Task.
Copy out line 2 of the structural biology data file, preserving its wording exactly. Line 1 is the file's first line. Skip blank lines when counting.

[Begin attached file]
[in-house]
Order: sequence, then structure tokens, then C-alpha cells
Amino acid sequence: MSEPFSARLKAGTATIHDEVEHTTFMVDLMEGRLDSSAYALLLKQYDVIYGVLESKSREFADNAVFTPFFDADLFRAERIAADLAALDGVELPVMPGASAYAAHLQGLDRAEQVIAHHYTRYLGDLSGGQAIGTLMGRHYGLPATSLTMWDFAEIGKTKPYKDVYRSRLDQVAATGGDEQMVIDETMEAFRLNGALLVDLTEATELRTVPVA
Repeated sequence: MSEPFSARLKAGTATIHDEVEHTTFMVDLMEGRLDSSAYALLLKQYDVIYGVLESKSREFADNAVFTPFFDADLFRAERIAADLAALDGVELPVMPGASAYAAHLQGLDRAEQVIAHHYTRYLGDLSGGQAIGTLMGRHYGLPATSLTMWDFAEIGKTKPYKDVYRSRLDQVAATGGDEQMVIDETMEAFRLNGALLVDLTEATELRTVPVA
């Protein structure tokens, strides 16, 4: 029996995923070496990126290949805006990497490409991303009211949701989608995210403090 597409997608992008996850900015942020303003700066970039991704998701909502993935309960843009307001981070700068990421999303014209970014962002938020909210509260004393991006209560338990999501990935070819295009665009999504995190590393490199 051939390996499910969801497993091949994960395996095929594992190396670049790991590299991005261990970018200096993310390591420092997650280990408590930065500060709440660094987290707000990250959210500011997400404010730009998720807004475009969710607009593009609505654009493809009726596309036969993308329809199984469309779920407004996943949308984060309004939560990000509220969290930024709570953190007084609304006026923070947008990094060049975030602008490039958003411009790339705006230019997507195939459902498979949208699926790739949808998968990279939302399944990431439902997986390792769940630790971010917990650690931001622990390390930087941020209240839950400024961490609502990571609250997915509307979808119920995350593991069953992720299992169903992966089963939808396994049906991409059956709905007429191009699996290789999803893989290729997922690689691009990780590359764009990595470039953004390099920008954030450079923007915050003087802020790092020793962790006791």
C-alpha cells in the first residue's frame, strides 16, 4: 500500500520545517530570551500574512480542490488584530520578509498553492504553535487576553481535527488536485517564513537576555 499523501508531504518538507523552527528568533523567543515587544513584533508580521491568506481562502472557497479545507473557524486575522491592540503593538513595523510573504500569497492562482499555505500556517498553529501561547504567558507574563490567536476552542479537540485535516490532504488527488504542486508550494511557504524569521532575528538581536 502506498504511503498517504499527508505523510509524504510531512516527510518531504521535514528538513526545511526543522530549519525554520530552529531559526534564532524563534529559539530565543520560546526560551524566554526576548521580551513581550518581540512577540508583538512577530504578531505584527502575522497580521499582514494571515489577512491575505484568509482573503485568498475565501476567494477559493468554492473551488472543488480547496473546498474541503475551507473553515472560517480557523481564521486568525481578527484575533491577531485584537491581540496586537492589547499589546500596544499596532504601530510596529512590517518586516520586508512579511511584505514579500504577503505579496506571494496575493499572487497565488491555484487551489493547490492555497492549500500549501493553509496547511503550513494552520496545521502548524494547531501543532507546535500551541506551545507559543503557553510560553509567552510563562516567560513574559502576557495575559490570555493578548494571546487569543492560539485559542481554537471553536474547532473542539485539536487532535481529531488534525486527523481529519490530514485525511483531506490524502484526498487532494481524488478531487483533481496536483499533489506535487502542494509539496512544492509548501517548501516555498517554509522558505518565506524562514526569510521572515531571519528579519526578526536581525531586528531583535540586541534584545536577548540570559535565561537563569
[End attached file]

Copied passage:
Order: sequence, then structure tokens, then C-alpha cells